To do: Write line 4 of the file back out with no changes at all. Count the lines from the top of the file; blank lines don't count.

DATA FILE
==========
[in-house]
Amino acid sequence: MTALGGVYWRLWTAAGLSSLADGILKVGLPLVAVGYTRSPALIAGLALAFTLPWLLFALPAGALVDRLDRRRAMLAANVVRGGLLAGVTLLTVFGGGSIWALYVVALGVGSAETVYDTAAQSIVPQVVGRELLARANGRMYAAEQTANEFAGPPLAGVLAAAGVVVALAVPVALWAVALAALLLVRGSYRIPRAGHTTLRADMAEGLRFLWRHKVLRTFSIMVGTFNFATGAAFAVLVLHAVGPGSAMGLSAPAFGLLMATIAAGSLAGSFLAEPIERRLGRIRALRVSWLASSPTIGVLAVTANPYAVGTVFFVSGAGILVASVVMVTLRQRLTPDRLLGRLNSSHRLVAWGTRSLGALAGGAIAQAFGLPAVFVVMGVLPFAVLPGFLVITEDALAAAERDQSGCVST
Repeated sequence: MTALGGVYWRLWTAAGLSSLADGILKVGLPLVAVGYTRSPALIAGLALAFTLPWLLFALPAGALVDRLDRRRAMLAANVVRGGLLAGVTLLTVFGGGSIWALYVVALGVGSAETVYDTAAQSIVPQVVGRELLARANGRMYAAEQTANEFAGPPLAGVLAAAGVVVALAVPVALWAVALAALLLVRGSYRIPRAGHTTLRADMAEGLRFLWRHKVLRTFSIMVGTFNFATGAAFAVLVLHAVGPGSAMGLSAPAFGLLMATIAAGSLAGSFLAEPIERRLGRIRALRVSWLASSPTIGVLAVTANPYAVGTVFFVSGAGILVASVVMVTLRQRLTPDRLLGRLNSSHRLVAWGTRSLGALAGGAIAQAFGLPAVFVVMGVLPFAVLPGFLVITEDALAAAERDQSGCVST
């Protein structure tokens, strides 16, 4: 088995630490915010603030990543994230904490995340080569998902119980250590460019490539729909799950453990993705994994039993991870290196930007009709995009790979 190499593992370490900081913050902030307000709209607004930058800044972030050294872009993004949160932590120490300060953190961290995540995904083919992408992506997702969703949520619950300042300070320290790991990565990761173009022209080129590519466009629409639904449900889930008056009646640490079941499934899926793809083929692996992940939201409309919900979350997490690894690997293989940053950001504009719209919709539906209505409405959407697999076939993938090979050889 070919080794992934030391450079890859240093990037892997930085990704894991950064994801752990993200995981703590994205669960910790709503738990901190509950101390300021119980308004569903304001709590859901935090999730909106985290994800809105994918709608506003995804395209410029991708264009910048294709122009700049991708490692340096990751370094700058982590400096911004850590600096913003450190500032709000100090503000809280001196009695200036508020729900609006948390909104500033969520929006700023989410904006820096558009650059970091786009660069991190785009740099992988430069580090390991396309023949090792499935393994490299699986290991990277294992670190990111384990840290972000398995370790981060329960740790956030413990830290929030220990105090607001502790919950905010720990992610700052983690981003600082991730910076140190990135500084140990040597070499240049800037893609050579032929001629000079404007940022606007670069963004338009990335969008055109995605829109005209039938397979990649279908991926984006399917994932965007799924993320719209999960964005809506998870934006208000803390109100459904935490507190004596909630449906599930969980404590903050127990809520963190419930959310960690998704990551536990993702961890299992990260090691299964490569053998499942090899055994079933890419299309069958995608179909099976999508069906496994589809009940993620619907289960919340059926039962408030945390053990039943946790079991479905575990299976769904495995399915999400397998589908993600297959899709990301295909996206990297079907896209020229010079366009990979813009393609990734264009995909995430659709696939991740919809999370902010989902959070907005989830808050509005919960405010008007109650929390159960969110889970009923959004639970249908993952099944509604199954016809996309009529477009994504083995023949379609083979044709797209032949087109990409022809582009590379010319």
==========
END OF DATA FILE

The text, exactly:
């Protein structure tokens, strides 16, 4: 088995630490915010603030990543994230904490995340080569998902119980250590460019490539729909799950453990993705994994039993991870290196930007009709995009790979 190499593992370490900081913050902030307000709209607004930058800044972030050294872009993004949160932590120490300060953190961290995540995904083919992408992506997702969703949520619950300042300070320290790991990565990761173009022209080129590519466009629409639904449900889930008056009646640490079941499934899926793809083929692996992940939201409309919900979350997490690894690997293989940053950001504009719209919709539906209505409405959407697999076939993938090979050889 070919080794992934030391450079890859240093990037892997930085990704894991950064994801752990993200995981703590994205669960910790709503738990901190509950101390300021119980308004569903304001709590859901935090999730909106985290994800809105994918709608506003995804395209410029991708264009910048294709122009700049991708490692340096990751370094700058982590400096911004850590600096913003450190500032709000100090503000809280001196009695200036508020729900609006948390909104500033969520929006700023989410904006820096558009650059970091786009660069991190785009740099992988430069580090390991396309023949090792499935393994490299699986290991990277294992670190990111384990840290972000398995370790981060329960740790956030413990830290929030220990105090607001502790919950905010720990992610700052983690981003600082991730910076140190990135500084140990040597070499240049800037893609050579032929001629000079404007940022606007670069963004338009990335969008055109995605829109005209039938397979990649279908991926984006399917994932965007799924993320719209999960964005809506998870934006208000803390109100459904935490507190004596909630449906599930969980404590903050127990809520963190419930959310960690998704990551536990993702961890299992990260090691299964490569053998499942090899055994079933890419299309069958995608179909099976999508069906496994589809009940993620619907289960919340059926039962408030945390053990039943946790079991479905575990299976769904495995399915999400397998589908993600297959899709990301295909996206990297079907896209020229010079366009990979813009393609990734264009995909995430659709696939991740919809999370902010989902959070907005989830808050509005919960405010008007109650929390159960969110889970009923959004639970249908993952099944509604199954016809996309009529477009994504083995023949379609083979044709797209032949087109990409022809582009590379010319």